I realize as I’m wrapping this up that I’m not really doing our first few weeks in the field justice; maybe it’s because I’m exhausted, or possibly the allure of Gustavus on the Fourth of July has my mind wandering. What I did learn last year is that the photos never do it justice, the stories always miss the details, and that even the mayor needs the day off from time to time.

Introducing Myself

Hello, my name is Morgan Kroeger and I am an undergraduate student at Oregon State University. I am studying fisheries and hope to be working with sturgeon in the future. I am finishing up my third year and I hope to graduate on time next year. From there I hope enter a graduate program and further my studies.

As of such, I do not have a personal project clipped on the back of this summer research adventure. I would certainly be delighted to interweave my own project into the upcoming research event, but I sincerely would not know where to start. As it is, this is a large and intensive project, and since I am not as experienced as the majority of my colleagues it is best that I focus on the main Acoustic Spyglass project before diving into other channels.

As for how I stand on this project, I am three parts excited, two parts nervous, and one part confident. I realize that these parts do not add up to anything coherent, but neither does the scale that I am basing it off of.

I am excited to be out on the island and get into the grit and grind of field research. I am excited to learn the seeming labyrinth of protocol, sampling methods, and the organized chaos that accompanies any kind of “out there” work. I am excited to further my knowledge of fieldwork and expand my skill set. I am excited to monitor humpback whales in their summer habitat. I am excited to be helping a project that will have an impact on management concerning humpback whales.

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Me with some of the hiking gear that I’ll be bringing with me for the Acoustic Spyglass project

I am nervous about messing up in all ways possible. I know I can handle stress and pressing situations, but the prickling of nerves is still there under the skin, an impossible itch that will remain. I am not nervous about improbable threatening situations, like being struck by a summer storm when out in the kayak, or temporarily abandoning camp while the resident black bear casually ransack the little village of tents for food. I am nervous, maybe worried is a better word, about the little things. The small mistakes that can have quite the sucker punch, like dropping the theodolite, or incorrectly entering data. I know and understand that these worries are relevant, but they are held at bay with practice and training.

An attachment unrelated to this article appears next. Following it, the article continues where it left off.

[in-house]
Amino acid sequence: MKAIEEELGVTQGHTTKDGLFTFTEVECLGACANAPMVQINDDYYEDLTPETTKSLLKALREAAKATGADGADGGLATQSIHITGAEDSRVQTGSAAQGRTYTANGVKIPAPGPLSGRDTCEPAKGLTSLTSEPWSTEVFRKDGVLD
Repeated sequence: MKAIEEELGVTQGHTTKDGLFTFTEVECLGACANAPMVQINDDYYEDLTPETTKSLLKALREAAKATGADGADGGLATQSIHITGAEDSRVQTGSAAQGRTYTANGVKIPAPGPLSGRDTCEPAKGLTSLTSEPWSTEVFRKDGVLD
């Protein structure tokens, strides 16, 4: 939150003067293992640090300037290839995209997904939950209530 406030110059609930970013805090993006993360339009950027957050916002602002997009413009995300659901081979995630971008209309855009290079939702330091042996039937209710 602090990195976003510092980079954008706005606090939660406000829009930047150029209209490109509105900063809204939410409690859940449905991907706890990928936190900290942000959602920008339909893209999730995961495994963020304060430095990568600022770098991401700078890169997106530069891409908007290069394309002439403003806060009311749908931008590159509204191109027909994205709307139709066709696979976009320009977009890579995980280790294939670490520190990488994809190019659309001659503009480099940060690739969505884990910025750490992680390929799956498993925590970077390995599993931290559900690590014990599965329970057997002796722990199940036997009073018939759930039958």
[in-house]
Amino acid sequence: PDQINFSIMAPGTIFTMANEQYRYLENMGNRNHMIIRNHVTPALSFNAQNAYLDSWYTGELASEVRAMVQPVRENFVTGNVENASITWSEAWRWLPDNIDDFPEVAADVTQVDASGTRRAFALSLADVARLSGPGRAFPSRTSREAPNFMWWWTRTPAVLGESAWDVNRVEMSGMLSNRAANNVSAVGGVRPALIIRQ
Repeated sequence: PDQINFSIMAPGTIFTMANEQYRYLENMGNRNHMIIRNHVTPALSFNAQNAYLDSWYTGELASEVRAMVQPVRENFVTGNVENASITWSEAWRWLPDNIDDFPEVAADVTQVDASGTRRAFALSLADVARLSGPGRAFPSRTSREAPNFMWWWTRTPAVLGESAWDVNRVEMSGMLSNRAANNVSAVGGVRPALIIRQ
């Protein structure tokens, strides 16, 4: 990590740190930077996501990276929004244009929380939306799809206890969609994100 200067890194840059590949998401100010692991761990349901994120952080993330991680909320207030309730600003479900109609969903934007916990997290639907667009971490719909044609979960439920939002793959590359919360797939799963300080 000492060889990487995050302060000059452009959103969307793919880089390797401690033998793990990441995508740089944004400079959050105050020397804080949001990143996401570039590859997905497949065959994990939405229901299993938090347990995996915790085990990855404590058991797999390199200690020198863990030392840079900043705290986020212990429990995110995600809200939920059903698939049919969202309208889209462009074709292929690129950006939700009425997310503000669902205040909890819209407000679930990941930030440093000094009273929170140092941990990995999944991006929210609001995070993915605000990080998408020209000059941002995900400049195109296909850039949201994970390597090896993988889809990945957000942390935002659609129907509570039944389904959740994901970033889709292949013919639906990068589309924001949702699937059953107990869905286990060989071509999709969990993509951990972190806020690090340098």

I am confident that I can integrate myself into the team and the research. I am confident that through the Acoustic Spyglass project I will expand and deepen my skill set regarding field work and data input. I am confident that I can and will help the Spyglass project further its study. I am confident that I will survive. I am confident that I will thrive.

 

 

Making a splash in the world of marine mammals

*Guest Post By Lucas Williams*

Hello friends,

Those who’ve been gracious enough to check out my blog are likely aware that I spent last summer in Glacier Bay, Alaska as a field tech under the mentorship of Michelle Fournet (Miche). Well, I am happy to announce that I’m doing it all over again. I will be returning to my home away from home, Strawberry island, for the summer of 2016.

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Oh yeah, I’m back baby

I get to go back out into the field this summer to practice some ‘hands on’ science (not to mention experience some of the best camping this world has to offer for 3 months), but my school year has also been filled with science. There’s just been a lot more numbers involved, and lots of maps.

Before I joined everyone in Alaska last summer, Michelle and I sat down several times before the field season started to discuss potential thesis projects I could do using the data we would collect. My original idea was to investigate sound shadow usage by humpback whales in Glacier Bay. Sound acts as a wave, and similarly to light, can be blocked or dampened by obstructive objects. I was going to use the spatial data we collected to determine if humpback whales were foraging/traveling more frequently in sound shadows created by the topography and bathymetry of the survey area, and compare densities in sound shadow areas depending on level of water vessel traffic. Unfortunately, the whole survey area was essentially one large sound shadow, making any kind of comparison on the local scale largely pointless.

So, my original project was bust. But, with plenty of guidance from Michelle, I was able to craft an even better thesis project. I decided to investigate corridor usage by humpback whales. This eventually evolved into my current thesis project, eloquently titled “Local scale habitat use by humpback whales (Megaptera novaeangliae) on a Southeast Alaskan foraging ground”. I’m looking at how whales use their forage grounds on a smaller scale to minimize energy expenditure while maximizing foraging intake.

I’ve made a lot of progress on this research, but not without learning several things I was told but certainly didn’t know until I experienced them myself. Those included:

  1. You never get everything right on the first try when it comes to writing a scientific paper
  2. Spreadsheets are an underappreciated form of art (yes I said it)
  3. A lot of data analysis is actually just learning how to use software